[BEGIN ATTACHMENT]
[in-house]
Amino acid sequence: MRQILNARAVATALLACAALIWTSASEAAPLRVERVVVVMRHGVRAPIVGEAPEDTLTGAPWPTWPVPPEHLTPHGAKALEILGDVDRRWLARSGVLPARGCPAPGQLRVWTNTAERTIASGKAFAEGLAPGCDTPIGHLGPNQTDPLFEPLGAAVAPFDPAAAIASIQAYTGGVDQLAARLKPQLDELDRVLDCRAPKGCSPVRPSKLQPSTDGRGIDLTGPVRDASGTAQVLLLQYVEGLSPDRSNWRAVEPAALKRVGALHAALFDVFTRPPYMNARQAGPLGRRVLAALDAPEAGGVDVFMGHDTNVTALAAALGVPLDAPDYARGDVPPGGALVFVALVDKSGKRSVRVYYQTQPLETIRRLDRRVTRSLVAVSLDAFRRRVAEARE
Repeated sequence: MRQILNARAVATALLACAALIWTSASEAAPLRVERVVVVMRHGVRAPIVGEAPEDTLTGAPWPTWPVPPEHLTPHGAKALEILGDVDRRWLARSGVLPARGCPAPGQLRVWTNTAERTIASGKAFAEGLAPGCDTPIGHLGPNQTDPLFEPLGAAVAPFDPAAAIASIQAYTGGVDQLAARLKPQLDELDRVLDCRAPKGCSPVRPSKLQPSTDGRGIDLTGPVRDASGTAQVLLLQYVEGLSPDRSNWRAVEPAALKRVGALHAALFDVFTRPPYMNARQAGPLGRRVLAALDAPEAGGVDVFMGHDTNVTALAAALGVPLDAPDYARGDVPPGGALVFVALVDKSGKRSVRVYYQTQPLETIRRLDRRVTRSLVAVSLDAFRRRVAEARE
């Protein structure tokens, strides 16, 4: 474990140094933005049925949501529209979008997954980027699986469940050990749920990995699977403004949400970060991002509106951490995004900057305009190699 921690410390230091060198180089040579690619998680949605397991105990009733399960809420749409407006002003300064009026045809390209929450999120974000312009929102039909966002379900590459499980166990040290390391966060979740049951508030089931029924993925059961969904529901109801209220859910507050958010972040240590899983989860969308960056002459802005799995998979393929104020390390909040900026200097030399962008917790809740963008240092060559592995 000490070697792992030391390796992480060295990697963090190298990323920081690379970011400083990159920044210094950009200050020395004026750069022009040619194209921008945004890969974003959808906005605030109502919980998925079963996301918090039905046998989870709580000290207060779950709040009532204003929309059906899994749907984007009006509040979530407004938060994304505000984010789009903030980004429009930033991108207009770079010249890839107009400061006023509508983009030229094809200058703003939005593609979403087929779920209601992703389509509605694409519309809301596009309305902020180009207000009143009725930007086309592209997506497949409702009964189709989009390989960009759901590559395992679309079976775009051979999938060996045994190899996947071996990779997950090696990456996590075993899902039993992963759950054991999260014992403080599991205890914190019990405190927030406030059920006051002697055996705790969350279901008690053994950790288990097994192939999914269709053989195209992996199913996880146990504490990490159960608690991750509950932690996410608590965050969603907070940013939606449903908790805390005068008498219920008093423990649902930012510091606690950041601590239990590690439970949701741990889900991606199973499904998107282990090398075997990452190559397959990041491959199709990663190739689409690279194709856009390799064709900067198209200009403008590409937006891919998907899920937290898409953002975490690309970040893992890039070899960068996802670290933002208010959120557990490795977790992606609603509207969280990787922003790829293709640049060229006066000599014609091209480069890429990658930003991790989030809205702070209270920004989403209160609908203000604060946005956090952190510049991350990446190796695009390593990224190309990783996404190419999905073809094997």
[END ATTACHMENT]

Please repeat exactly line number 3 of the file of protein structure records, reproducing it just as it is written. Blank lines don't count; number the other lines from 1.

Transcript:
Repeated sequence: MRQILNARAVATALLACAALIWTSASEAAPLRVERVVVVMRHGVRAPIVGEAPEDTLTGAPWPTWPVPPEHLTPHGAKALEILGDVDRRWLARSGVLPARGCPAPGQLRVWTNTAERTIASGKAFAEGLAPGCDTPIGHLGPNQTDPLFEPLGAAVAPFDPAAAIASIQAYTGGVDQLAARLKPQLDELDRVLDCRAPKGCSPVRPSKLQPSTDGRGIDLTGPVRDASGTAQVLLLQYVEGLSPDRSNWRAVEPAALKRVGALHAALFDVFTRPPYMNARQAGPLGRRVLAALDAPEAGGVDVFMGHDTNVTALAAALGVPLDAPDYARGDVPPGGALVFVALVDKSGKRSVRVYYQTQPLETIRRLDRRVTRSLVAVSLDAFRRRVAEARE